The Franciscans' presence in the Holy Land started in the early 13th C, when they resided in a small house in via Dolorosa. In 1333, King Robert d'Angiò of Naples bought the Cenacle from the Sultan of Egypt and gave it to the Franciscans. In 1342, Pope Clement VI declared that the Franciscans are the official custodians of the Holy places ("Custodia Terroe Sanctoe"). This custody is still in effect to date.
From 1335 to 1551, the monastery was located in the building thought to be the site of the tomb of King David and the traditional location of the Last Supper. From 1551 until 1560, they resided in a bakery nearby. Afterwards, they relocated to another site in the city. Only many years later did they return to Mount Zion.
The reason for that hiatus in the mid-16th century was that the Jews of the city managed to reclaim the site which originally was a synagogue built at the end of the Roman period, circa the 4th century.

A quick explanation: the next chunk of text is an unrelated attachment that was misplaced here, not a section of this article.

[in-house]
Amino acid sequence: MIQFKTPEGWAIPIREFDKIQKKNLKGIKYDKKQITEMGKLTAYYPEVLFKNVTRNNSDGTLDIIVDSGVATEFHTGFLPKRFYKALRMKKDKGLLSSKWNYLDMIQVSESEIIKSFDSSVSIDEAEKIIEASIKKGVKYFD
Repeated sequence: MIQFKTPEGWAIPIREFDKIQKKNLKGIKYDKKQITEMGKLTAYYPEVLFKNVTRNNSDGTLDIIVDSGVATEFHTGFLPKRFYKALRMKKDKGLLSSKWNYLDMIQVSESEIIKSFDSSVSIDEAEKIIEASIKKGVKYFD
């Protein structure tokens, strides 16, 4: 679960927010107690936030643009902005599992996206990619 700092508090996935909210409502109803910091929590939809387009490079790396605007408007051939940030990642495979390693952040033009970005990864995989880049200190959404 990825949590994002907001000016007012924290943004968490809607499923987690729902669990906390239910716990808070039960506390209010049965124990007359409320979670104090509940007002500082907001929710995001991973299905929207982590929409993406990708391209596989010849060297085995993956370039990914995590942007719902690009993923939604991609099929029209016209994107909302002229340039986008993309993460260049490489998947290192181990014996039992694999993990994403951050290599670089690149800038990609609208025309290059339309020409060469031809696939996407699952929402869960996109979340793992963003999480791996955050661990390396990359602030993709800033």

My Zionism is political and I am a liberal conservative.
Therefore, I would oppose awarding the Vatican sovereignty there but if they wanted, on occasion, to use a room for prayer or, better, simple meditation, fine. That's an offer I'd approve.
However, I would then use that situation and tell them that it will happen if they convince the Waqf to permit Jewish prayer on the Temple Mount.
This has nothing to do whether King David is or is not buried there or nearby. But that room, which I first visited in 1966, and which was highly revered by Uri Tzvi Greenberg,
UZ Greenberg (r) at the Bar Mitzva of his son, Haim, at David's Tomb
with Dr. Israel Eldad (far left) and Emmanuel Hanegbi (center, rear)
As a member of the Save Mt. Zion team which was founded by Shelomo Alfassa in 2005, I have no desire to yield ownership or identity yet am open to accommodation although other groups are more restrictive.
I just wanted to clarify my position.